Another challenge about being a vegan is coping with living in a human speciesist society i.e. a society that discriminates against others simply because of their species. In such a society the use of animal products is so widespread that they are almost impossible to avoid. For example how can you tell a vegan chair from non-vegan? A chair in a restaurant or waiting room may have been glued together by glue manufactured from animal products simply because that was the cheaper option for the manufacturer. Even the manufacture of the wood or plastic to make the chair takes away habitat from wildlife. Yet I will most likely still sit down on the chair. Of course if given the choice and I would rather sit on a chair containing no cruelty. Unfortunately vegans just don’t always have a choice.

There are endless other examples. Fertilizers are often made from animal products and many activities such as farming, mining, drilling and pollution inevitably kill animals. Fruits are often covered with waxes containing animal products for preservation purposes and even organic fruit and vegetables are often technically not vegan because many organic farms shoot deer, kill moles and employ natural pesticides.

Is there a better way? Yes of course. All of these things could be avoided if industries themselves were vegan but they simply don’t care because within capitalism profit comes before life and that includes human life. However even though many things are beyond our control, a vegan will always choose the vegan option if the option is presented and that’s the point. I cope knowing that I’m making a positive difference and setting better example for others simply by making the most vegan choice possible. Maybe if enough of us continue to do the same we will finally create an ethic that spreads not just throughout our friends and family but throughout industry and humanity itself.

Do you think the future will be vegan?

Yes I like to believe that at some point in the future there could be a mass awakening in consciousness and humanity will shift towards the notion of non-violence towards others (ahimsa). This shift would not just eliminate speciesism but all forms of violence including racism, bullying, ageism, chauvinism etc. Presently the profit based system we live under encourages violence, competition, lies, deceit, corruption and manipulation. People are shielded from the true consequences of their actions. Education is poor and critical thinking is not encouraged. Also current practices of wasting precious resources like land, food and water to feed and then kill billions of sentient lives each year simply cannot be sustained. Something has to give.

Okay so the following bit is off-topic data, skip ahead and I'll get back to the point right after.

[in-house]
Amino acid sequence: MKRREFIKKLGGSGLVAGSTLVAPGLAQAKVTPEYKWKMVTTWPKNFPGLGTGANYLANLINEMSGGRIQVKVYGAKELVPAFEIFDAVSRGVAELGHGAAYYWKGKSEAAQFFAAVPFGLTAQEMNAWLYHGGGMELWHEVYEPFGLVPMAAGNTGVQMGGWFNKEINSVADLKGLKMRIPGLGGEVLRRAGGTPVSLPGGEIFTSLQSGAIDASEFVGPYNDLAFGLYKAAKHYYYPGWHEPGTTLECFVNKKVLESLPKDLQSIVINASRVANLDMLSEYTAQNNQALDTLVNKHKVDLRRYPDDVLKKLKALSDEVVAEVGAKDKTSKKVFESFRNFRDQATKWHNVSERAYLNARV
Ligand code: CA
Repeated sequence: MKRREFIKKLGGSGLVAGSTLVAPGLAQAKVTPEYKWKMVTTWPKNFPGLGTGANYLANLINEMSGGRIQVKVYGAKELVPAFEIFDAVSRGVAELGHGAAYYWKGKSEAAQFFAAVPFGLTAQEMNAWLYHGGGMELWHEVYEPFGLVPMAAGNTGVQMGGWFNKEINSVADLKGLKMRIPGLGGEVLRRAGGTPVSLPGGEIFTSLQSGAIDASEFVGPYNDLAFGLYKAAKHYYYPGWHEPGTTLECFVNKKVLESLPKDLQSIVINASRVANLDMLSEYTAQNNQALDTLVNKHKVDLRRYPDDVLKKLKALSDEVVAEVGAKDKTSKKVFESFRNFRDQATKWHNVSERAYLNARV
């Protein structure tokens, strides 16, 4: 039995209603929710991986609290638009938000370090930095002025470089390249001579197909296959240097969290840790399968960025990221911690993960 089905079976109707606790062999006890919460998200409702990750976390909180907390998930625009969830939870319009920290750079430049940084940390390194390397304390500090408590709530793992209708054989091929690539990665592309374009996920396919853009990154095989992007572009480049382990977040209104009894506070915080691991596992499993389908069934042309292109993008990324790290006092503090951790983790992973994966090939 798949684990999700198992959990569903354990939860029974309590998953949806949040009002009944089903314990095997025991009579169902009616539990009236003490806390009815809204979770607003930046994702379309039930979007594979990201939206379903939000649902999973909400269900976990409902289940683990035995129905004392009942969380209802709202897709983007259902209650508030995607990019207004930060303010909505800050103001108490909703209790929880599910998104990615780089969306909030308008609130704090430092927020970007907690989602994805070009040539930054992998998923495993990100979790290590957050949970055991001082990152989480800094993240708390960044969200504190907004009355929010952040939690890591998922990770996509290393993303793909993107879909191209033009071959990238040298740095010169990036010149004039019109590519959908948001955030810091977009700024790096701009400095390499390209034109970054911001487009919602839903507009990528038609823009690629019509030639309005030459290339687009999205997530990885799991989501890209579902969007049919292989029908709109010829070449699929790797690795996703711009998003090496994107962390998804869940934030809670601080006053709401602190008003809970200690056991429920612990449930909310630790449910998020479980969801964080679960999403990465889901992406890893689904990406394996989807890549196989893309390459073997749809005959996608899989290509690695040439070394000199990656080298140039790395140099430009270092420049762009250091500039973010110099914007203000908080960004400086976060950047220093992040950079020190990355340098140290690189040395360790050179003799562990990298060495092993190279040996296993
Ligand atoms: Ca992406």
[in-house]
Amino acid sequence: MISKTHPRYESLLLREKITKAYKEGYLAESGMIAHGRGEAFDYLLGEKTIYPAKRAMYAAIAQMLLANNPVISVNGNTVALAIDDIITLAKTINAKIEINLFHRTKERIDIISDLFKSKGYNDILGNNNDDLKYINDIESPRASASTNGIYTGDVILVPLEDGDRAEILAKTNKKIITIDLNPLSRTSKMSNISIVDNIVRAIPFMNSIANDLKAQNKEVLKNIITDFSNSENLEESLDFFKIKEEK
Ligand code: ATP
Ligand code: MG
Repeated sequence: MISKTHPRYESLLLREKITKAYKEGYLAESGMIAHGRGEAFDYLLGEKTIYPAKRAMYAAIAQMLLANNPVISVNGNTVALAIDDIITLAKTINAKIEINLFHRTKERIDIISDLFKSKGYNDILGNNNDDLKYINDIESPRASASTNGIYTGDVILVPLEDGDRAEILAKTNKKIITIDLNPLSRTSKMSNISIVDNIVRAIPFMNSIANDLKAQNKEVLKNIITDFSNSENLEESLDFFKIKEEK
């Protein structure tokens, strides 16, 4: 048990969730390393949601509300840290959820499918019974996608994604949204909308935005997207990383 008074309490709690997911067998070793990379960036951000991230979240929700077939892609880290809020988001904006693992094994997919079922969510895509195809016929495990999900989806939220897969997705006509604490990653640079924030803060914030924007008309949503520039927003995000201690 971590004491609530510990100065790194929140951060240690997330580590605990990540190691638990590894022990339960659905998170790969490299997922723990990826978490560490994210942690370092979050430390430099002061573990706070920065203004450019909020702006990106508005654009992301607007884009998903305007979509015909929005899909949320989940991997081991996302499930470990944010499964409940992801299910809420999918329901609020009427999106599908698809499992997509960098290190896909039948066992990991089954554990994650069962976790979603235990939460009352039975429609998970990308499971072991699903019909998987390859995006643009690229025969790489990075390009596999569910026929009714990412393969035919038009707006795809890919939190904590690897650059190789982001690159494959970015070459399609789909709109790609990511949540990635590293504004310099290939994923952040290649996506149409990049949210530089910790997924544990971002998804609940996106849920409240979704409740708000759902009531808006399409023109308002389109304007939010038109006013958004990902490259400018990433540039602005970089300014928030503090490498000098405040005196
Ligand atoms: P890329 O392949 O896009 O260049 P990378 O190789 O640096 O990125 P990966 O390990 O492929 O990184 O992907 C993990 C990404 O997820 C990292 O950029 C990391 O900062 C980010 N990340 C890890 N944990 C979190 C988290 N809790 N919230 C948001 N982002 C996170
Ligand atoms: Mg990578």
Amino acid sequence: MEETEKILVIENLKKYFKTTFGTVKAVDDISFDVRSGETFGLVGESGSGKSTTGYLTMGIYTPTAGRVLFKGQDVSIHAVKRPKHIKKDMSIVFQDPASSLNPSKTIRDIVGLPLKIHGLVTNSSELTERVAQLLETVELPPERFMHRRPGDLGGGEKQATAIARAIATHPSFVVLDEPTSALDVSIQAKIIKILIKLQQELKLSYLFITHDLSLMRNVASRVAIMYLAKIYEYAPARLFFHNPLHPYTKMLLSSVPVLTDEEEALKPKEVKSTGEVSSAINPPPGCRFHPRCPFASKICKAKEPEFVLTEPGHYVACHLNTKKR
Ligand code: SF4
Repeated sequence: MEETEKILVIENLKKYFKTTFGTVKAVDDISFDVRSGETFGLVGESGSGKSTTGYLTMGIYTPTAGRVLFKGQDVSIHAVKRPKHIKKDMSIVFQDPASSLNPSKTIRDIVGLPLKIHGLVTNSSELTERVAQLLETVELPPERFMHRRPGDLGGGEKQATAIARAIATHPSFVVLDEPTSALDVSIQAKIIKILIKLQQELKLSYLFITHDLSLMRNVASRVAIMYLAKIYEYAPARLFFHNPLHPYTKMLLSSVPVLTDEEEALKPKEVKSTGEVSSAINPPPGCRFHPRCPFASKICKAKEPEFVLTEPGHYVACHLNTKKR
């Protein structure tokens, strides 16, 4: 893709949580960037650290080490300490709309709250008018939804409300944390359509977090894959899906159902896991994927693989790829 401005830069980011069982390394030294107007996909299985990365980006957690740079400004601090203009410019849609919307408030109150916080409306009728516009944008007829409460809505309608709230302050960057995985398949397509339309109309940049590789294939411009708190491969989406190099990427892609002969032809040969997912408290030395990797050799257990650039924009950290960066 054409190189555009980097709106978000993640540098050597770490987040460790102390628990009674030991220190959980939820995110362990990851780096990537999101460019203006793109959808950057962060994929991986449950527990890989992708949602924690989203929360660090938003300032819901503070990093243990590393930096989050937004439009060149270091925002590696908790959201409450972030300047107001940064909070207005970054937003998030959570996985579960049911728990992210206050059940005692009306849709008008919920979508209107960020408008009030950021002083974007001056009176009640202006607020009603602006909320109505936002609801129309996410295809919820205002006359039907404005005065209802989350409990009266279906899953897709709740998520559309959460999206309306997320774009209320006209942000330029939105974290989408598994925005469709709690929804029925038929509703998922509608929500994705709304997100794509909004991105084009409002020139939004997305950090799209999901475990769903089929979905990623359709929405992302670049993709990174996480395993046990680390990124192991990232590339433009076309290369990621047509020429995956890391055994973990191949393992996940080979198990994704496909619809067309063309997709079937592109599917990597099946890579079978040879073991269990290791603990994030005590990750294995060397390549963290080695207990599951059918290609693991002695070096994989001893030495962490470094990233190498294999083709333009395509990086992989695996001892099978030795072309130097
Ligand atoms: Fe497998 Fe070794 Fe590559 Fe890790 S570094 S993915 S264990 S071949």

What challenges did you encounter when you became vegan? If so what were they and how have you dealt with them?

I was never much of a cook so the main challenge for me was figuring out what I could eat, where I could get it and how I should prepare it. On day one I basically started with peanut butter sandwiches and went from there. I was worried in the beginning that I might not get the nutrition I needed because I had no idea what I was doing but after only a few days I was literally flying and I discovered that being vegan is extremely easy. You soon realise that there are plenty of staple foods, meetup groups, online resources and restaurants to help you along your way. I was amazed at this whole new world of creative food dishes that I had been missing out on all my life. Shoe shopping was also a little challenging. Choices are very limited when it comes to vegan footwear so you often find yourself wearing shoe styles that you don’t like. But it’s a small price to pay for an amazingly liberating lifestyle.